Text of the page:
Doncaster Council’s Child Services Face Inquiry

An inquiry will be launched into children’s services at Doncaster Council, the BBC has learned. It comes after serious case reviews were ordered into the deaths of seven children in the area.

Children’s Minister Beverley Hughes has written to Doncaster Council in recent days to express concern about the situation.

Doncaster’s elected mayor Martin Winter said he was aware “inadequacies” existed in the department.

Last month Ofsted was highly critical of children’s services there, rating them as among the worst in the country.

The Ofsted report said Doncaster Council’s strategies for protecting children were inadequate.

Who are the children?

Ms Hughes’ letter to the authority says: “It is crucial that the root causes of these failings are fully explored and that the capacity and capability of the council and its key partners to drive improvement in these areas is fully assessed.”

Of the seven deaths being examined in serious case reviews, two of the children were murdered by their fathers and four were less than one year old at the time of their deaths.

The findings of a review into the death of 16-month-year-old Amy Howson are expected to be published next year.

Spine snapped

The baby’s father, James Howson, 25, was told he must spend a minimum of 22 years in prison after he was found guilty of murdering his daughter in the town.

Amy’s spine was snapped in two by Howson, a jury heard.

The baby’s mother, Tina Hunt, 25, was given a 12-month suspended sentence after admitting cruelty.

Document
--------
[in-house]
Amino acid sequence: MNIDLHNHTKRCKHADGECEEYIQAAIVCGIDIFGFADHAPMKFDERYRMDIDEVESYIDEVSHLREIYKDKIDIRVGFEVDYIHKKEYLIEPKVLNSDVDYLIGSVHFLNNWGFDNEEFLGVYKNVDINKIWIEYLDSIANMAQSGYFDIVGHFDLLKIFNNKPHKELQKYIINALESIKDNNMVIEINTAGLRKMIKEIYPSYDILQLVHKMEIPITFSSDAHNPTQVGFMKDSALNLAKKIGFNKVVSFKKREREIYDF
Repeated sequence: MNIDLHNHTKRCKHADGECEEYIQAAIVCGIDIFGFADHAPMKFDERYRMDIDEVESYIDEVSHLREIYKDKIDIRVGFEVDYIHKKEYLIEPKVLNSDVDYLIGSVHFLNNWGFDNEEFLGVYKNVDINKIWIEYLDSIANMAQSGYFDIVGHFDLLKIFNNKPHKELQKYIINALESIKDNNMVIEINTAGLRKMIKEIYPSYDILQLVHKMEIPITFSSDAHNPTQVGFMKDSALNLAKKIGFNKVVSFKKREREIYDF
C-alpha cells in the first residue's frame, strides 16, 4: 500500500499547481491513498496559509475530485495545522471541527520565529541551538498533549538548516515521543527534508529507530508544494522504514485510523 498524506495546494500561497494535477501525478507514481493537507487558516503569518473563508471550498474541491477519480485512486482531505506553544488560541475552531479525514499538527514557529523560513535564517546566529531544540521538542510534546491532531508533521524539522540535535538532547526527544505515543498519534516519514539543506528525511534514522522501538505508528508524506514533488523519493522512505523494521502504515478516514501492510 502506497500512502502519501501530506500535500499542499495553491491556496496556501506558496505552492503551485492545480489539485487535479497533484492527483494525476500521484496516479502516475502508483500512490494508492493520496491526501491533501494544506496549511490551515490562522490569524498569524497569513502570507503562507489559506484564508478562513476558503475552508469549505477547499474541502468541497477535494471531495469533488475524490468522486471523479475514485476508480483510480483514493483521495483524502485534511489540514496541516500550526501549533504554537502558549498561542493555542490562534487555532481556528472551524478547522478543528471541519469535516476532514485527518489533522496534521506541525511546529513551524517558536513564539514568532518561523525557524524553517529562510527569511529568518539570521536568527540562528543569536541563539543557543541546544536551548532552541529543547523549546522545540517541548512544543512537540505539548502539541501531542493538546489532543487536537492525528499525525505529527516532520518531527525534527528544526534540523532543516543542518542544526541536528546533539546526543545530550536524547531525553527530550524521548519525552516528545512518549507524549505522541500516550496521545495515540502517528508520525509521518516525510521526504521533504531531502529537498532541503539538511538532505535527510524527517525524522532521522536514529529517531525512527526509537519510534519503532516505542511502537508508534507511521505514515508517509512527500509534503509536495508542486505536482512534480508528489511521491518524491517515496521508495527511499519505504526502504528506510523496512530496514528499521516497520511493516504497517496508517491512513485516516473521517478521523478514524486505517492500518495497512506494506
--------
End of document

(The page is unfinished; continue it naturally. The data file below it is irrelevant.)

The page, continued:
Doncaster Mayor Martin Winter: ‘There’s a danger this issue will become a political football’

The findings of three reviews have already been published – they involved children who were abused or neglected before they died.

In each case it was found social workers had missed opportunities to intervene and one review described the children’s services department as chaotic and dangerous.

Children’s and families minister Lady Morgan said: “It’s very important that whenever there is a serious incident, or the tragic death of any child, that a proper evaluation is made of what lessons could be learned.

“And that’s what these serious case reviews are all about. And that’s why when Ofsted found that these reports weren’t being conducted to the highest standards, that’s why we took action.”

Councillors have now called a special meeting to discuss the situation on Tuesday.

Lesson learned

The mayor said: “I’m disappointed to a certain extent that politicians are raising these issues in this way.

“Children’s services and the protecting and safeguarding of children is one of the most important things we do in Doncaster and they shouldn’t become the centre of a political football.”

However, Mr Winter said he was aware inadequacies existed and said an internal independent investigation would begin on Wednesday.

“As mayor of Doncaster, nothing is more important than ensuring the protection of vulnerable children and young people across the borough.

“I am certain we are the only council to have assessed ourselves as inadequate, which is why we are conducting our own internal and independent investigation commencing on Wednesday to find out why we have experienced such difficulties in our delivery of child safety and, crucially, how and what lessons can be learned.”